Defendant has pointed out that all taxpayers of the borough, whether or not they are consumers of water, are owners of the borough's water utility. It is important to the taxpayers that the utility be operated on a self-sustaining basis so that it need not be subsidized by general taxation. The particular concern of the consumers is that the service always be available and sufficient to satisfy their requirements. The consumers and other taxpayers are in no position to bargain for the amount of water charges, because their elected representatives are the ones who fix the rates. Since the electorate and their representatives are, theoretically, of one mind, there can be no meeting of the minds in the purely contract sense in relation to the amount of water charges.

In light of the preceding analysis, this court finds that in the peculiar factual situation at hand there is no contract obligation to pay a rate fixed in advance. Nor does this court find that plaintiffs acquired any vested rights under the initial ordinance. The concept of "vested rights" has been described as

It is the opinion of this court that any interest plaintiffs may have had under the initial ordinance does not rise to the level of that described above. The area of fixing water rates is one in which a municipality should be permitted some latitude of discretion. The court in Reid Development Corp. v. Parsippany-Troy Hills Tp. , 10 N.J. 229 (1952), recognized that a municipality can exercise discretionary authority when providing water for the public and private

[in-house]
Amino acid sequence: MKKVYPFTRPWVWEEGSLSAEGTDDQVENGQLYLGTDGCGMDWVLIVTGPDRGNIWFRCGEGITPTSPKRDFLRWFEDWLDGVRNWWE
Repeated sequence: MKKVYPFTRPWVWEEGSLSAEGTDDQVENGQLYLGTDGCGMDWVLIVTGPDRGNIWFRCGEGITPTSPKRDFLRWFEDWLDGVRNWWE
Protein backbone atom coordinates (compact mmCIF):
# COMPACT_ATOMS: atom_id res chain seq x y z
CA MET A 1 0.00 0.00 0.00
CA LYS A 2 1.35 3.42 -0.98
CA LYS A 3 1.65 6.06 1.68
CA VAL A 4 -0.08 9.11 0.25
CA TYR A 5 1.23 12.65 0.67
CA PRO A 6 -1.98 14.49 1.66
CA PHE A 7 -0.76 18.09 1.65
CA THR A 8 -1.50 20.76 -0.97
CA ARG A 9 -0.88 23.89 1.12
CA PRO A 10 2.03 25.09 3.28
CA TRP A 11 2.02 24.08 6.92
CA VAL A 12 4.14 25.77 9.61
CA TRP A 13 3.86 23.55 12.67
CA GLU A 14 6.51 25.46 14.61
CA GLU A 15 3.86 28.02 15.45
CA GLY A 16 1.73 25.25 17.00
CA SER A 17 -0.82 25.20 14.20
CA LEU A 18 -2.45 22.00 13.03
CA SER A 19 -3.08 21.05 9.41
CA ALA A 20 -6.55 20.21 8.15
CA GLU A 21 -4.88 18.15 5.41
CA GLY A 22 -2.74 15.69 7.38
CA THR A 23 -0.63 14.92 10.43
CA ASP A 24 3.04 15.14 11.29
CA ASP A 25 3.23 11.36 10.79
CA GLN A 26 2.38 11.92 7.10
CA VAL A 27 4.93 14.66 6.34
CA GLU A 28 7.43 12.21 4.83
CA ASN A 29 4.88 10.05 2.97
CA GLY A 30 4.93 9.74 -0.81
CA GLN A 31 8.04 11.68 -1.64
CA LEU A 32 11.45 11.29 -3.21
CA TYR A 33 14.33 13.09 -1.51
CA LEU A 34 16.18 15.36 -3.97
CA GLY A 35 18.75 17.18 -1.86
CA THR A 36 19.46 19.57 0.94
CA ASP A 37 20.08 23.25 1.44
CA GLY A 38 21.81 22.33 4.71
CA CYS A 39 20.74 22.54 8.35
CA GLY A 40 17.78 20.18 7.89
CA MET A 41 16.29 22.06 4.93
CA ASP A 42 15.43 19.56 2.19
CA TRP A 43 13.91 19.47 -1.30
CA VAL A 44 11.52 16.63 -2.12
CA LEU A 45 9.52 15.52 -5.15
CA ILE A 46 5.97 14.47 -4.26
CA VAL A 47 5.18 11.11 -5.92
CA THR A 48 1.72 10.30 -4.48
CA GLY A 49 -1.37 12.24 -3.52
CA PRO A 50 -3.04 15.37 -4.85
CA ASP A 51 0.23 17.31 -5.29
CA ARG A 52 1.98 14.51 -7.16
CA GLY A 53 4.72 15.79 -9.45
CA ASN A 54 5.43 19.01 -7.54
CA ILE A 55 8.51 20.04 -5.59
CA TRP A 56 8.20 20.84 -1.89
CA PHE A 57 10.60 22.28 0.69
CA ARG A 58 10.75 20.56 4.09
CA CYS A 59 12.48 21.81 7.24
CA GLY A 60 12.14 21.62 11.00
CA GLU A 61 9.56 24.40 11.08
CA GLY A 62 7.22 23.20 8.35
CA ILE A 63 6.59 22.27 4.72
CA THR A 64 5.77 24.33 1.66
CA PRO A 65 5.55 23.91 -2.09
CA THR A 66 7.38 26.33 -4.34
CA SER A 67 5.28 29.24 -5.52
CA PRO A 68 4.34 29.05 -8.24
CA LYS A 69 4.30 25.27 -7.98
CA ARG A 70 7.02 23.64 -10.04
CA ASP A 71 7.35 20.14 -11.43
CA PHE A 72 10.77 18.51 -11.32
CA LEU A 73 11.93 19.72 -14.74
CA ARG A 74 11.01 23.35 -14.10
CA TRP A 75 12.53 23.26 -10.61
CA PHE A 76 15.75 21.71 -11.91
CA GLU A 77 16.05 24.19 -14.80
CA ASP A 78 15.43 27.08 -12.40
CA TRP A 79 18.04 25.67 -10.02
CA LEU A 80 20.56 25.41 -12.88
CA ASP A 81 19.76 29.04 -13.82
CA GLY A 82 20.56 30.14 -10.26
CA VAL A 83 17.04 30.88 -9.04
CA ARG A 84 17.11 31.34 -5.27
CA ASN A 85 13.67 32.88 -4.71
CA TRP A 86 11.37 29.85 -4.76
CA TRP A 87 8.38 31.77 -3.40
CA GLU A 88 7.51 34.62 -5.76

[119 NJSuper Page 242]

uses, and can impose conditions reasonably bearing on the exercise of this function.

The two-month retroactivity of the ordinance amendment in question bears a reasonable relation to the function of fixing appropriate water rates. By reason of this retrospective effectiveness the incidence of the increase in rates falls upon those who consumed water during that period of time in which the loss in revenues was incurred. It is evident, then, that the exercise of the authority to enact retroactive ordinances was not arbitrary or illegal in the case at bar. Seeing that none of the plaintiffs have asserted the standing of a new homeowner, who relied on a water bill issued under the original ordinance when closing title and has since been charged with the increased rate for a period during which the previous owner received the water, it will not be necessary to decide if such an individual is entitled to a credit for the increase.

For the foregoing reasons, judgment is entered for defendant and the complaint dismissed.